With the lack of affordable housing an increasingly daunting challenge in the Charleston area, city and county leaders and other local organizations spent much of last year looking at ways to alleviate that pressure.
On the City of Charleston’s side, the recently adopted comprehensive plan dealt heavily with the issue, indicating a need for 16,351 new affordable housing units by 2030, a mark Charleston City Councilman Ross Appel said would be difficult to reach.
“It’s a supply-and-demand problem,” he said during a July workshop for the comprehensive plan. “We have to get more supply in the market, and it’s got to come in all forms. But there’s only so many affordable housing units the City of Charleston can bring on board … In any other market, if there’s a pricing problem, you have to find what’s wrong with that first to find why there’s a supply-and-demand distortion.”
The problem extends far beyond just the Lowcountry, however, with cities all over the country struggling to keep up with increasing costs of living — changes that can be punishing for longtime residents.
The Charleston Housing Authority (CHA) has been working alongside city leaders on a variety of affordable housing projects; the primary focus isn’t on the buildings, but on those who live in them, and the diversity of those communities in particular.
“Everybody agrees — everybody — economics has driven the cost of housing sky-high, and downtown Charleston, it’s even worse,” said Don Cameron, the agency CEO who retired at the end of 2021. “It is of greater importance to the city, its future and its health, that we find a way to create more affordable housing for more mixes of people who are economically challenged so we never become one of anything. Part of our vitality is not just our beautiful buildings, but the people themselves.”
To that end, projects range from new public housing complexes like Grace Homes, which opened in November 2020, to refurbishing old complexes through the Rental Assistance Demonstration (RAD) program.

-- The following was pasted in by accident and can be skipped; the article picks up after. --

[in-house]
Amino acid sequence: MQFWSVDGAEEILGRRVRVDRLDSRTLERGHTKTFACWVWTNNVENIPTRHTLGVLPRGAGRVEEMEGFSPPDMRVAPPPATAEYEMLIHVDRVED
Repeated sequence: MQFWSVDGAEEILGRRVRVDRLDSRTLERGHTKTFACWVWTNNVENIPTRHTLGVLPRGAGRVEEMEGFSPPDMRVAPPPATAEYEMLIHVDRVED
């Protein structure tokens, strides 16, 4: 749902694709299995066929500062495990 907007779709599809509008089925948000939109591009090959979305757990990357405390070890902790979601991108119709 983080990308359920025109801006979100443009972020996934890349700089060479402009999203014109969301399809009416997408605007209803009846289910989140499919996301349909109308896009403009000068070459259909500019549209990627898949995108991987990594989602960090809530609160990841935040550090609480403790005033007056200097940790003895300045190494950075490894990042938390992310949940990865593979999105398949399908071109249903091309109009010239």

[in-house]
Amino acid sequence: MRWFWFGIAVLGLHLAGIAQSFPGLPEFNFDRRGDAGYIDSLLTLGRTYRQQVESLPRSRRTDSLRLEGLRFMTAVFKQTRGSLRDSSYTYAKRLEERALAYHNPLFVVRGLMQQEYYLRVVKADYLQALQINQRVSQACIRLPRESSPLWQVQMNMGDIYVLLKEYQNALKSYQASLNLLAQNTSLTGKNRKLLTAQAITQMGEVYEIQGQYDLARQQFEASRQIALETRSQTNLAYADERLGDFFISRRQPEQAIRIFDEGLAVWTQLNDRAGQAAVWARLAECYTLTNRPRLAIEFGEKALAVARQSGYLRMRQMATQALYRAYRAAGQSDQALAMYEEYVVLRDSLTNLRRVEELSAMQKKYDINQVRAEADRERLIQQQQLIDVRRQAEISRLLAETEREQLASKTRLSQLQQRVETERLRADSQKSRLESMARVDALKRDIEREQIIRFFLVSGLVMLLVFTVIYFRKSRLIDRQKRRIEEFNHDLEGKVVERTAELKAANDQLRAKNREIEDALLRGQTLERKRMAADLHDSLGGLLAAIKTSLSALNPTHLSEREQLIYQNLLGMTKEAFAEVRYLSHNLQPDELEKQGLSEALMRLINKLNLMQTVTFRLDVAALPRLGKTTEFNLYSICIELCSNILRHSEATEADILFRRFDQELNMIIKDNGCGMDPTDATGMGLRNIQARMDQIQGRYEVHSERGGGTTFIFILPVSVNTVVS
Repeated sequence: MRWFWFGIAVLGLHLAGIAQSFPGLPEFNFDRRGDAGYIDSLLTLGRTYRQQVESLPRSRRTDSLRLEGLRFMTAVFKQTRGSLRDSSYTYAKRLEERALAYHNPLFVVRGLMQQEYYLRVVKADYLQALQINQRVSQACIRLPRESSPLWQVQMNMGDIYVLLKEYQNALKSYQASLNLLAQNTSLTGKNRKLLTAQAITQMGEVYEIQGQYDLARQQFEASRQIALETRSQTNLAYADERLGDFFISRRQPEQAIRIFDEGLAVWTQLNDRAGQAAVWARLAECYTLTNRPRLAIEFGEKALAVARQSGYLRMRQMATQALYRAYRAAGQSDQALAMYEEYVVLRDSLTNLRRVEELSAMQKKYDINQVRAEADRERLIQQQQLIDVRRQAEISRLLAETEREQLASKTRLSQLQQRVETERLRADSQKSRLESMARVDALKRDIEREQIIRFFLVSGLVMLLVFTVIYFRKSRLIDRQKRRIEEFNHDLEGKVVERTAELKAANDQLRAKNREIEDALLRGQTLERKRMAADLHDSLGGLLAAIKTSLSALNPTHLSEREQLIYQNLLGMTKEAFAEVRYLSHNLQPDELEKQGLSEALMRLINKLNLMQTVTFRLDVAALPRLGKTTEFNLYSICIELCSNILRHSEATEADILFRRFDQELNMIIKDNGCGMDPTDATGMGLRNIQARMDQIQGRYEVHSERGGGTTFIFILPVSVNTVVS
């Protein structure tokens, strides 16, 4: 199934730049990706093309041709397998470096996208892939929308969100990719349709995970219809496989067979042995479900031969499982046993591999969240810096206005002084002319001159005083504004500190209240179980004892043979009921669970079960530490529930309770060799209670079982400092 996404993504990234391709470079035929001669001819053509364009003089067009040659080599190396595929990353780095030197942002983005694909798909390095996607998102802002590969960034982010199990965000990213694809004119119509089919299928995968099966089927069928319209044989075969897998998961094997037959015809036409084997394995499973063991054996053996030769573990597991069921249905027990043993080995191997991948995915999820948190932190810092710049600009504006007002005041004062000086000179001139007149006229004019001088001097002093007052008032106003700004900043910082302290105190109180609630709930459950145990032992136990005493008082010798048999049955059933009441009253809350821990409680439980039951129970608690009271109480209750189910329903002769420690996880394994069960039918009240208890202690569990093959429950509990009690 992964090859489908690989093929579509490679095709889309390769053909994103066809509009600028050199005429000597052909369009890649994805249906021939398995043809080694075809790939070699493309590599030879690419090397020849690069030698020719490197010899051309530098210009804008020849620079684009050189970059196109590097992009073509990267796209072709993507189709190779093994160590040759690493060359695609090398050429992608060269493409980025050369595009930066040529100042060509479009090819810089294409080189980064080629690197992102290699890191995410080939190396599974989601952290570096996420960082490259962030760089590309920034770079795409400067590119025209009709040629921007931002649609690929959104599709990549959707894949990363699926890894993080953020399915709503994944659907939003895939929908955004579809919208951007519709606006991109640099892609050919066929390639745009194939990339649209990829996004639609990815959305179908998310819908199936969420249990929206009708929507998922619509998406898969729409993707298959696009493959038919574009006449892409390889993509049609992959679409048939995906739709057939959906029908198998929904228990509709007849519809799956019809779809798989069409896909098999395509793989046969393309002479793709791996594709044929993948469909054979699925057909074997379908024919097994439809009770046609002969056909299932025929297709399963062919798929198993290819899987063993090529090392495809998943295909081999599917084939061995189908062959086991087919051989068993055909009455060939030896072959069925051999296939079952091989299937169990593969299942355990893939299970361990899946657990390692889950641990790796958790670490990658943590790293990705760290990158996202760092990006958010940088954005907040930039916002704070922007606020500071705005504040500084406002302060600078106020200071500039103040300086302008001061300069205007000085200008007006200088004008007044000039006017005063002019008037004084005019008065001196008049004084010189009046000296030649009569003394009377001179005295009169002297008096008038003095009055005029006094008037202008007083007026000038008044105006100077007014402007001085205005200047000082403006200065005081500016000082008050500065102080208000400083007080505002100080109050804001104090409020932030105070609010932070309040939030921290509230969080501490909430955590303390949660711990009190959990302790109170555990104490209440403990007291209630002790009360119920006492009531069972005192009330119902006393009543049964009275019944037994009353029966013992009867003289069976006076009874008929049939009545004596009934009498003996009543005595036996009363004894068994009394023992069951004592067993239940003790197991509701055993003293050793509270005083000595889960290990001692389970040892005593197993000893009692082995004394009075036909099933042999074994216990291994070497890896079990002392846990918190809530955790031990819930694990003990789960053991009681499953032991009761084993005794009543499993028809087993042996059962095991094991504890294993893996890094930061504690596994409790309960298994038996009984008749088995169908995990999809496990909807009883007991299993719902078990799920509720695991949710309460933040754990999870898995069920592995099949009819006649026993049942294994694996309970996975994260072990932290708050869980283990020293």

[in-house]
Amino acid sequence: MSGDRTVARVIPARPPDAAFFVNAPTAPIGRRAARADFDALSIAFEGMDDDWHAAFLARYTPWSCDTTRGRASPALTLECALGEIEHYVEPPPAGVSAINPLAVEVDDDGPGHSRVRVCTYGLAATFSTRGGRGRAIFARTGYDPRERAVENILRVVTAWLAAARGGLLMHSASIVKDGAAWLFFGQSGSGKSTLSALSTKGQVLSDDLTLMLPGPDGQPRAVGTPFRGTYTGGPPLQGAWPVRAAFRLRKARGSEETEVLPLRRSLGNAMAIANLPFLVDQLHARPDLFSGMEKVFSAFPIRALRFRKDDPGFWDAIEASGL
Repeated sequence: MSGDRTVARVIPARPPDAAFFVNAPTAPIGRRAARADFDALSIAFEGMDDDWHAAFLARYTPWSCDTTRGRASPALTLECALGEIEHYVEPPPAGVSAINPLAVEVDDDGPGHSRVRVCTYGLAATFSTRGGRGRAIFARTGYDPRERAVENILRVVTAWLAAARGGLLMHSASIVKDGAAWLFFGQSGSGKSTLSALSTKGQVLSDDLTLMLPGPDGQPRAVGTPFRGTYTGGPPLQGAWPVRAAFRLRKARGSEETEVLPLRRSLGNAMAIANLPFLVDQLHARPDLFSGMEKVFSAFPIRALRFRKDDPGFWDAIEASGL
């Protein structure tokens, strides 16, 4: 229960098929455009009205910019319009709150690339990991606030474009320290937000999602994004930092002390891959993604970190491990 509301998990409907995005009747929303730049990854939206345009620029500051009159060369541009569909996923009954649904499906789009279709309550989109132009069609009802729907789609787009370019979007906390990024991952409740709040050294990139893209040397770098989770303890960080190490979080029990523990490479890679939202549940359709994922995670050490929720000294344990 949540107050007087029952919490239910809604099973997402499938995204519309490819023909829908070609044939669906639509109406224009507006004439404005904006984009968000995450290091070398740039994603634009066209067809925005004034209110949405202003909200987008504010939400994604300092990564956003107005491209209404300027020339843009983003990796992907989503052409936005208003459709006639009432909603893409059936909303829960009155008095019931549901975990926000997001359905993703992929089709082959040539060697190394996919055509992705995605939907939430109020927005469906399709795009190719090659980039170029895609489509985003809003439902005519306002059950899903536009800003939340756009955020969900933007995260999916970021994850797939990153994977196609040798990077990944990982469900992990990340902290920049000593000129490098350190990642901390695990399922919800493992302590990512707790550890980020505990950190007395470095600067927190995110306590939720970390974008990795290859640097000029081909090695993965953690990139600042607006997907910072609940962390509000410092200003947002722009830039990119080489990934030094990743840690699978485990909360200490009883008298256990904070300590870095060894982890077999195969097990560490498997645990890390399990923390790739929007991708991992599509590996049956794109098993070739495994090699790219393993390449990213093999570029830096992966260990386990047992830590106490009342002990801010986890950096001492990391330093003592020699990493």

“The RAD program is probably going to have the biggest impact on affordable housing in the community moving forward,” said new agency CEO Arthur Milligan. “All 1,407 of our units are going to be either rehabilitated or repositioned to be totally different properties. And all of these units will be Section 8 units, with rent partially paid for by the [federal Department of Housing and Urban Development].”
The CHA is a nongovernmental entity run by nonpartisan volunteers, a structure that separates the group from other city-led efforts to house low-income residents.
“The purpose of this housing authority is to provide affordable housing to low-income individuals,” Milligan said. “We’re prepared to do that for the lowest of the low, up to about 80% of the median income. Since we’re run by volunteers, we don’t have the politics that would be in an entity run by an elected official. That keeps housing based on need, not on political thoughts.”
However, many of the affordable housing woes felt in Charleston stem from sites overseen by county leaders. Joseph Floyd Manor, in particular, has made headlines in the last year for poor living conditions, an issue that has not yet been fully addressed.
County residents voted against a 2020 referendum to funnel millions toward affordable housing, but after council shifted to Democratic control with two new members — Kylon Middleton and Rob Wehrman — housing has nonetheless remained a focus.
Details about current affordable housing projects in motion at the county level and potential projects on the horizon are scarce, but county leaders say they have been hard at work.
“We have heard from citizens who are concerned about affordable housing in Charleston County, and we are working diligently to address those concerns,” County Councilwoman Anna Johnson told the City Paper. “Our administration now has a new department over community revitalization and housing affordability, we have dedicated millions of American Rescue Act funds for housing stability and our staff is working with a consultant to create a comprehensive affordable housing plan for the county. Affordable housing is one of our top priorities as we move into the 2022 new year, and I look forward to working with council and the community on affordable housing.”
Council Chairman Teddie Pryor did not respond to multiple requests for comment.
Aside from projects erecting new housing units or refurbishing old ones, the conversation around affordable housing has become more abstract, with some advocates reframing language, using terms like “accessible” or “attainable” rather than “affordable.” The semantics can lead to some confusion.
“When you talk about affordable housing, you get 14 different definitions,” Cameron said. “Many look at it as a stepladder, and at the very bottom are the homeless people, above that are fixed income with very little to work with — they need Section 8, they need subsidies,” he said, referring to the federal housing voucher program. “When we look at it, it’s all of those that need to be served. We need housing for everyone — from those who are most desperate to those that need only a little help.”
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